Stephanie Nielson, a popular blogger and mother of five, and her husband Christian were in a horrific plane crash in 2008. She was on the brink of death, with burns covering more than 80 percent of her body and 30 percent of his. Nielson writes in her new memoir, "Heaven is Here," how she beat the odds and recovered from the emotional and physical scars.
A voice whispered, “Roll.”
I fell to the ground and crushed the brilliant flames that licked at my clothes, my skin, my hair. The mangled wreck of our airplane blazed nearby.
I lay at the base of a tree on my back looking at the clouds moving across the sky. Through my tears, I noticed the leaves that fluttered in the breeze, bright green against the blue sky, far above the chaos.
A stranger rushed toward me and knelt at my side. He cradled my head in both of his hands and put it in his lap. “It’s going to be all right,” he said, a hint of doubt in his eyes.
The fire roared in my ears. An oppressive wall of heat pulsed against me. The air was sour — a sickening mixture of fuel, singed hair, and burning flesh. That smell is me. I am burning. How did this happen?
Where is my husband? Just minutes ago, I was in the backseat of the Cessna, admiring how capable he looked staring out the window of the cockpit as we taxied down the runway. Where is he now?
I had pizza dough rising on the counter at home and four young children to feed. Christian and I had planned to pick them up from my in-laws in an hour and a half. I felt an irrational desire for someone to just pick me up, brush me off, and send me on my way. If I didn’t get home, who would make Claire’s butter and honey sandwiches for her first-grade lunch box next week?
Who would know to get Jane off the kindergarten bus in the middle of the day? I pictured her little red head climbing off the bus to an empty porch—no mother to hug her home from school, no little brothers playing in the yard. I imagined the bus pulling away, Jane locked out of the house.
People rushed in and out of my line of vision with a sense of urgency. Some of them wore work clothes, as if they’d been mowing their lawns or working in the garden until the moment our airplane crashed on their street and they’d been called to duty. I felt guilty for interrupting their Saturday. Like me, they all had other things to do.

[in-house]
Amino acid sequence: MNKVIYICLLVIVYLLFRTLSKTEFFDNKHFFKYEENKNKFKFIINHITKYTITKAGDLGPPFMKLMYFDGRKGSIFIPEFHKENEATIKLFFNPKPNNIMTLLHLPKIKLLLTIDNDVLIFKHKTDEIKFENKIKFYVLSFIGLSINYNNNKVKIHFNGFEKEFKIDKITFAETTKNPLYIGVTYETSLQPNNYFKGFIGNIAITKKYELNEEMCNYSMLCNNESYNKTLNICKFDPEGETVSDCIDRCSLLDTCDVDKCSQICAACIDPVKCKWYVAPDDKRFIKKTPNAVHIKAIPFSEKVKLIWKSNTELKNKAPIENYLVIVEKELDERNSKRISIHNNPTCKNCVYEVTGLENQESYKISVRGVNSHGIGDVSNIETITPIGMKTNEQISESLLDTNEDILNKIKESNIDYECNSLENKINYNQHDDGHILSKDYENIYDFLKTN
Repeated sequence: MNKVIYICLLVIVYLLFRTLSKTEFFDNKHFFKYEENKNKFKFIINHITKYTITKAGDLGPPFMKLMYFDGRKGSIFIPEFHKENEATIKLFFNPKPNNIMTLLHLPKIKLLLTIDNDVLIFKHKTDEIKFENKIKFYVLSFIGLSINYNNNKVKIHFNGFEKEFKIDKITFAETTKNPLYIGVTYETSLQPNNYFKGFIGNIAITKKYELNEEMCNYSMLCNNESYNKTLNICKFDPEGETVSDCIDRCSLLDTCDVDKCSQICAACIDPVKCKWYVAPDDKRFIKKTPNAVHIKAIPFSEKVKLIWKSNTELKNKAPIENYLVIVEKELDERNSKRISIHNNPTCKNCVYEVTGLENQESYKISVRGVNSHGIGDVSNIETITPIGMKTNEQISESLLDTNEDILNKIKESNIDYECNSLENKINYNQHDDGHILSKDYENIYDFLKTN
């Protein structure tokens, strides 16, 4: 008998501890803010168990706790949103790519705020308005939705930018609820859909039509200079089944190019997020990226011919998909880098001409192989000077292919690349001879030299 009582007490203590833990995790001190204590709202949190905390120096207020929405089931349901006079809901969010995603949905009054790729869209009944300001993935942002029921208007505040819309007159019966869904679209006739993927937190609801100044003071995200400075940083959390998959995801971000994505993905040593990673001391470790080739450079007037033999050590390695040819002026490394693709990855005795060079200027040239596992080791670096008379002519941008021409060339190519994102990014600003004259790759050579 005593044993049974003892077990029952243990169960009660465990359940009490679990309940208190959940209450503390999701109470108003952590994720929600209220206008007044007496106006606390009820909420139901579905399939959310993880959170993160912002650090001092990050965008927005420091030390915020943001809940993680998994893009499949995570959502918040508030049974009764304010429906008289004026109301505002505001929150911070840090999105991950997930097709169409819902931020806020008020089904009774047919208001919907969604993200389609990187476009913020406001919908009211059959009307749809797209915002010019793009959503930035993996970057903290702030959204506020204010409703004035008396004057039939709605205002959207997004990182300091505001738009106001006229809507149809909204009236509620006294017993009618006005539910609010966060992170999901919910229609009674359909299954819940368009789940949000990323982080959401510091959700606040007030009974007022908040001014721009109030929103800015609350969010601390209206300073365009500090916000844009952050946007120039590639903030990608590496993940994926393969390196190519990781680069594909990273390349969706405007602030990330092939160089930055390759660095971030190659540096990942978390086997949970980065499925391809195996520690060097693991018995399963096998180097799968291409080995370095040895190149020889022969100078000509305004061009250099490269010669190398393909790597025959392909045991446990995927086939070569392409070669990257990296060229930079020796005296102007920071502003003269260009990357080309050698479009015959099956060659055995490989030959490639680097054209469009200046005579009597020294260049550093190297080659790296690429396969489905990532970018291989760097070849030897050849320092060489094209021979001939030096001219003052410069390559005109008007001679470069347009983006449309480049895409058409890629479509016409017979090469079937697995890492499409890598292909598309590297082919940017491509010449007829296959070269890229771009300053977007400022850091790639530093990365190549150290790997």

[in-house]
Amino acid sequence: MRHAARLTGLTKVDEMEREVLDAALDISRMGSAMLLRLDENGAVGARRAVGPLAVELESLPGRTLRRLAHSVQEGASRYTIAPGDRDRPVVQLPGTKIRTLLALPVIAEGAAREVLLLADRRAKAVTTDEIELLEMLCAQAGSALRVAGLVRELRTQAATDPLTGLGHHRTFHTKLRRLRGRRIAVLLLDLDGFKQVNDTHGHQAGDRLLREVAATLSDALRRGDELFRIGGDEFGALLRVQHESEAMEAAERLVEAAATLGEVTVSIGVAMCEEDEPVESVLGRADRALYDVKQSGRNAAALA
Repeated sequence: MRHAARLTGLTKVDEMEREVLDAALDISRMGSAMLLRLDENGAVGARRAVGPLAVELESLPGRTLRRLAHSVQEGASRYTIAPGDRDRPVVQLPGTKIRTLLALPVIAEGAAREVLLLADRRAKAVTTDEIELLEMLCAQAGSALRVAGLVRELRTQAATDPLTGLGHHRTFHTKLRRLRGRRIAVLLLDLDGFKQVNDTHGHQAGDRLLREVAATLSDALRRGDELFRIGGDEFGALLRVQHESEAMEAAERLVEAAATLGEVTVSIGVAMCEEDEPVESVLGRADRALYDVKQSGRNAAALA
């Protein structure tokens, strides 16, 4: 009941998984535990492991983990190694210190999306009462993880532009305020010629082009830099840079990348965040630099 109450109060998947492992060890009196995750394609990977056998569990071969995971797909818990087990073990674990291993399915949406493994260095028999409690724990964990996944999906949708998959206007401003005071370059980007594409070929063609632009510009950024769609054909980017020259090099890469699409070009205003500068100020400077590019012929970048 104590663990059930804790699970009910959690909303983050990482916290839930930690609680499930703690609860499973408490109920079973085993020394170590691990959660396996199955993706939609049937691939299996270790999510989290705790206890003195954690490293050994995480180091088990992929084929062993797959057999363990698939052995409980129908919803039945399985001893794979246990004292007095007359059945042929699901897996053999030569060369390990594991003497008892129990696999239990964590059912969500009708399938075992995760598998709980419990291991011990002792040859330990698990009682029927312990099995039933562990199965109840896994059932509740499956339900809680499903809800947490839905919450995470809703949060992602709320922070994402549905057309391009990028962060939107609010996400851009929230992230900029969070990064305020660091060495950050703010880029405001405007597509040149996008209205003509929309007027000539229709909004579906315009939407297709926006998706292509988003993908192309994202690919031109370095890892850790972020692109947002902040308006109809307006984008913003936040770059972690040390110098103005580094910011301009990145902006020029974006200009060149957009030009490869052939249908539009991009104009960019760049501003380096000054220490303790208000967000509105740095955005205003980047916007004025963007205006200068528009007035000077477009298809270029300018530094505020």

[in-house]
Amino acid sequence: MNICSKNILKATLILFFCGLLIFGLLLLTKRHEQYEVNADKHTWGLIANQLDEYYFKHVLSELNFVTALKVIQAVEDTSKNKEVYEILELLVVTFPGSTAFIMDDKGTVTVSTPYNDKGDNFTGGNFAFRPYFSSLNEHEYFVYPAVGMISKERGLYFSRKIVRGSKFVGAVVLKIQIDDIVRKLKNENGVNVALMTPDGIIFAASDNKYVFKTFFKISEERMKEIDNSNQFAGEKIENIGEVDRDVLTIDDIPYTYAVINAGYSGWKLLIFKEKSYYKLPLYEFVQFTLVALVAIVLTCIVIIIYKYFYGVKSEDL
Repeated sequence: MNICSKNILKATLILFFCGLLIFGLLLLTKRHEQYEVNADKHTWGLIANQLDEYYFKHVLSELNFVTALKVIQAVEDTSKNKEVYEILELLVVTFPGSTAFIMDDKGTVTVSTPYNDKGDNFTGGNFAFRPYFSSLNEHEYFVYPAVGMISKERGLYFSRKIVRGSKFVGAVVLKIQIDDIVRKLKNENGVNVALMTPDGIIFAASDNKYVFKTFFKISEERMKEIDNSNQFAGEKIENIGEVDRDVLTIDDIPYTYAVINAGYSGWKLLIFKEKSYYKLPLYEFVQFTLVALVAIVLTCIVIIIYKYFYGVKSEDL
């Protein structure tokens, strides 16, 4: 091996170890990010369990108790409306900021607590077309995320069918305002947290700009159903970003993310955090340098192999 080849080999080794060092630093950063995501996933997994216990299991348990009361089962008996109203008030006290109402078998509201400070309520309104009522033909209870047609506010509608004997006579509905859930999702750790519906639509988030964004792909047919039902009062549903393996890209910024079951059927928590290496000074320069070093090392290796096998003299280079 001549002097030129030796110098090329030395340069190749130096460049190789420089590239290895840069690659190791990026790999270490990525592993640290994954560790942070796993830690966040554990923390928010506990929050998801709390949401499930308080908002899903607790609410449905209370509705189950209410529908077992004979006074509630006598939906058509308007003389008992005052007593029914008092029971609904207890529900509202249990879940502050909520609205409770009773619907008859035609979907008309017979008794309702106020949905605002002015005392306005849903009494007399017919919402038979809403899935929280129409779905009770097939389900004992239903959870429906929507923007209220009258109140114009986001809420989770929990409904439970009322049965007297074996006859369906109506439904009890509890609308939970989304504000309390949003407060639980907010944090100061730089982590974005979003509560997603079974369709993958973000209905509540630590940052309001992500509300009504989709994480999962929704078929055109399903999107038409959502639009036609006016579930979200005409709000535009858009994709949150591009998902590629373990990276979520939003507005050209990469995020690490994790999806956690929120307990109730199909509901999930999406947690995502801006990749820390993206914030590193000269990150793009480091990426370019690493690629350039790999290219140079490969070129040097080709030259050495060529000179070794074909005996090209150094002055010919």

“Thank you for being here,” I said to the man who held my head. “You don’t have to stay.”
“I’m going to stay,” he said. “I’m going to be right here.”
Other people hovered around me a few minutes at a time. They tried to reassure me, but it seemed they needed convincing as much as I did. Their lips mouthed words of comfort, but their faces betrayed them.
They are scared, I realized. When they look at me, they are scared.
Until then, some miraculous dam of adrenaline or heavenly help had held back the agony of my injuries. But the faces around me were crowded with worry, and the dam buckled. Suddenly, pain spilled over, crashing relentlessly against me, wave after stinging wave. Every inch of my body throbbed, overloaded with agony.
“It’s going to blow!” someone yelled. “Get the hose!” The burning airplane popped and crackled dangerously near a propane tank and neighbors-turned-rescue workers yelled back and forth above the noise. I braced myself for another explosion, but the roar of the fire held steady.
My jeans kept the heat tight against my legs. I rubbed my hands against them, trying to pull them off, but my hands didn’t seem to be working. I lifted them to see why. Flaps of skin hung from my wrists. My hands themselves were gray and bloody. I saw my bones. I dropped my arms to the ground and willed away the image.
“Hey, you’re going to be OK,” the stranger said with believable conviction. The doubt in his eyes was gone. “You’re going to be all right.”
Above him, the leaf fluttered, alive and healthy. A feeling swept over me and took root in my heart.
I am going to be all right.
The dark smoke billowed around us, and blackened the sky, the tree, and my leaf.
Excerpted from “Heaven is Here” by Stephanie Nielson. Copyright © 2012 Auroramark Enterprises LLC. Published by Hyperion. Available wherever books are sold. All Rights Reserved.
© 2012 MSNBC Interactive